Congratulations on making it to the end of another week! Unfortunately, these people didn’t. Light a candle for Funeral Friday.

It’s no Branson or anything, but the sleepy little burg of New York City certainly doesn’t lack for legendary venues. And even by those heightened standards, few can compete with The Village Gate in terms of cultural impact. Flashy nightclub impresario Art D’Lugoff transformed an erstwhile flophouse for transients stinking up the crossroads of Bleecker and Thompson Sts. into a veritable nexus of popular culture, hosting an incredible—and incredibly diverse—array of talents that came to define Greenwich Village for nearly four decades. In his years there, D’Luguff booked shows for some of the biggest names in jazz, rock, and comedy, though perhaps most important was his willingness to provide asylum for artists at the height of controversy. When civil rights progenitor Paul Robeson and protest-folk singer Pete Seeger found themselves blacklisted in the 1950s, for example, D’Lugoff gave them main stage slots without hesitation; later he gave Lenny Bruce a high-profile gig despite knowing (or perhaps even hoping) that the cops who were watching his every move would likely turn up to arrest him. Later, he threw a legendary benefit show for Timothy Leary that featured performances from Jim Morrison, Jimi Hendrix, and Allen Ginsberg, cementing its standing as a counterculture haven well into the 1970s. Of course, he didn’t always bat a thousand: One of the most notorious D’Lugoff stories involves him turning down Bob Dylan, who nevertheless briefly crashed in the Gate’s basement and churned out a little ditty called “A Hard Rain’s Gonna Fall” while slumming there.

Despite his beatnik background, D’Lugoff wasn’t just about sticking it to The Man. He was primarily about putting on a good show, and mostly Village Gate was a place where he could book all the musicians that he wanted to see out of his own selfish desires, which is typically how some of the best clubs operate. The list of greats who played The Gate is seriously staggering, an alumni that includes Billie Holiday, Thelonious Monk, John Coltrane, Miles Davis, Duke Ellington, and Nina Simone (so many of those people cut albums there that the Live At The Village Gate appellation appears dozens of times over in the collections of any serious aficionado), as well as Aretha Franklin, who made her New York debut there. The club also had a fantastic record of hiring comedians and one-of-a-kind variety shows: Bill Cosby, Woody Allen, Mort Sahl, Dick Gregory, and Richard Pryor all did stand-up there, while in the early ’70s, it was home to the National Lampoon Lemmings revue, featuring Chevy Chase, John Belushi, and Christopher Guest It was also the first to stage the long-running show Jacques Brel Is Alive And Well And Living In Paris, and it was where the world first met Wayland Flowers’ saucy Madame, who debuted in Kumquats, The World’s First Erotic Puppet Show.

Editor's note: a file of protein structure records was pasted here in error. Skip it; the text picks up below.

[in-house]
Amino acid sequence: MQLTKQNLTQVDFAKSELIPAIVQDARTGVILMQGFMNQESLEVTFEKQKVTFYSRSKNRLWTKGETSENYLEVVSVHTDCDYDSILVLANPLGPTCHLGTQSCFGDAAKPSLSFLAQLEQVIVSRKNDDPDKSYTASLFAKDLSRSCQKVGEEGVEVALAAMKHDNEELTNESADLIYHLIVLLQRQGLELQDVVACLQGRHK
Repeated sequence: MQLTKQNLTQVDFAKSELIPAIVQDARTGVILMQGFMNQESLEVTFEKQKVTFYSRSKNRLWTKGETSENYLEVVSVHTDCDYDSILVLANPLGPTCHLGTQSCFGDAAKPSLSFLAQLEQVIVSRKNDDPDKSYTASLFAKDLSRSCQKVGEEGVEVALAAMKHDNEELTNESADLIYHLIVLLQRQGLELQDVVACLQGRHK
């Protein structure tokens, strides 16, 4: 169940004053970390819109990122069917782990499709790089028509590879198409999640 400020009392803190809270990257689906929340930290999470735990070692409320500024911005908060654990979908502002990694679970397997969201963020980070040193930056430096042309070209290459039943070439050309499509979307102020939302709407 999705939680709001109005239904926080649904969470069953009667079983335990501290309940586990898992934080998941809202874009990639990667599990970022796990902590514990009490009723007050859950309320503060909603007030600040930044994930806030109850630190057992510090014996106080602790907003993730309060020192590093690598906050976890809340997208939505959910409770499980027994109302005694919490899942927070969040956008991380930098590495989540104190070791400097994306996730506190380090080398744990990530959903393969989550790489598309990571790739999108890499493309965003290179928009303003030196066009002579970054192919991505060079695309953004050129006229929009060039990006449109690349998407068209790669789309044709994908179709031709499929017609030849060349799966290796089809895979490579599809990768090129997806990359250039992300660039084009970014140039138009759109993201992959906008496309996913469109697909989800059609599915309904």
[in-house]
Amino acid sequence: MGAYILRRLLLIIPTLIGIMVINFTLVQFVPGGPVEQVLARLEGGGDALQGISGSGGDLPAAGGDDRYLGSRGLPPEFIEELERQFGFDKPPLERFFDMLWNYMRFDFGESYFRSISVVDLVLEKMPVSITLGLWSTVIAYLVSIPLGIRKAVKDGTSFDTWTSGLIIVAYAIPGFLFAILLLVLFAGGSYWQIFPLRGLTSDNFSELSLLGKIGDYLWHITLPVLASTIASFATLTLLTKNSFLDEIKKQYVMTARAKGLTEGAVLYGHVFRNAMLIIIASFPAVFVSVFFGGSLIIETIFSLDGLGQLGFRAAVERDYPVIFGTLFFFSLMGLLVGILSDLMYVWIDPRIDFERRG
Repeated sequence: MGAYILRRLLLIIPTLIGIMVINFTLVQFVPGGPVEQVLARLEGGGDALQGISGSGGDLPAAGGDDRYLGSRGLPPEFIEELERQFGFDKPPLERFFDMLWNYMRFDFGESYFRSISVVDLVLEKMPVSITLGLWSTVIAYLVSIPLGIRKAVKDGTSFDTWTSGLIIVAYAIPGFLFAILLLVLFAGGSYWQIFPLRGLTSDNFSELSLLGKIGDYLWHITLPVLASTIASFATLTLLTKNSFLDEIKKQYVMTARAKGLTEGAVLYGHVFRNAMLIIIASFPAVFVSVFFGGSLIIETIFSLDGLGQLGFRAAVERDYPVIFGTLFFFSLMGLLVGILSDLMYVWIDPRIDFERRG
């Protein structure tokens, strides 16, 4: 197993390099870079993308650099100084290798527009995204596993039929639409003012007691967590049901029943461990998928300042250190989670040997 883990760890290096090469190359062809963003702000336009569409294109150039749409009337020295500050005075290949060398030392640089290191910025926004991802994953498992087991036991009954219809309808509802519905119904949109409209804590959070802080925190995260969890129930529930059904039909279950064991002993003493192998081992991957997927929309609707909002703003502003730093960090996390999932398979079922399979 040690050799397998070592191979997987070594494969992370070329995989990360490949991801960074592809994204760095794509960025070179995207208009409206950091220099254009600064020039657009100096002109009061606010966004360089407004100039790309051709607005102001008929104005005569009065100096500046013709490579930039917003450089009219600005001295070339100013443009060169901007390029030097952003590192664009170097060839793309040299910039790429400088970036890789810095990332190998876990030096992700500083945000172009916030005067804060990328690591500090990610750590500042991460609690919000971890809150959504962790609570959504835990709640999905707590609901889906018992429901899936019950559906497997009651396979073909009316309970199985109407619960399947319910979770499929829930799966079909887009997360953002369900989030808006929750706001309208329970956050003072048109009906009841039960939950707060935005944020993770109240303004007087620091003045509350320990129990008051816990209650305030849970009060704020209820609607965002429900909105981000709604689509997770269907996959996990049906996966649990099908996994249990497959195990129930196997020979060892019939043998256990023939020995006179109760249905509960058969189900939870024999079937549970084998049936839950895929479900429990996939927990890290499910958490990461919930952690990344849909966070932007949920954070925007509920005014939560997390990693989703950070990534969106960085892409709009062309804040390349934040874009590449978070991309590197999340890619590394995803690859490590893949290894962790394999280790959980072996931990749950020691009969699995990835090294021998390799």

Of course, that eagerness to cater to New York’s more prurient interests—and even right at the height of “porn chic”—almost backfired when the popular, all-nude Let My People Come: A Sexual Musical had its run, resulting in a protracted, high-profile legal battle with the state after it got its panties in a twist over the lack of panties and rescinded D’Lugoff’s liquor license. (He persevered, got his booze back, and the show ran successfully for two more years.) And it wasn’t just the talent on stage that D’Lugoff was giving an early helping hand to: He also hired a struggling playwright named Sam Shepard to bus tables, and later took on a young unknown actor named Dustin Hoffman as a waiter—though he eventually fired him when Hoffman started neglecting his tables to watch the show. Throughout his career, D’Lugoff maintained that his defining goal was to help to keep New York’s counterculture alive, and few would argue that he accomplished that. And although the Gate was eventually undone by a series of bad investments coupled with rising rent in the early ’90s, D’Lugoff never entirely left show business. He produced Off-Broadway shows for many years, helped to co-found the National Jazz Museum in Harlem, and was even mulling over opening a new club in SoHo as recently as this week. Unfortunately it looks like that will never happen: A hip-replacement surgery earlier this year left D’Lugoff feeling seriously ill for several months; this Wednesday, he suffered a heart attack and died at the age of 85.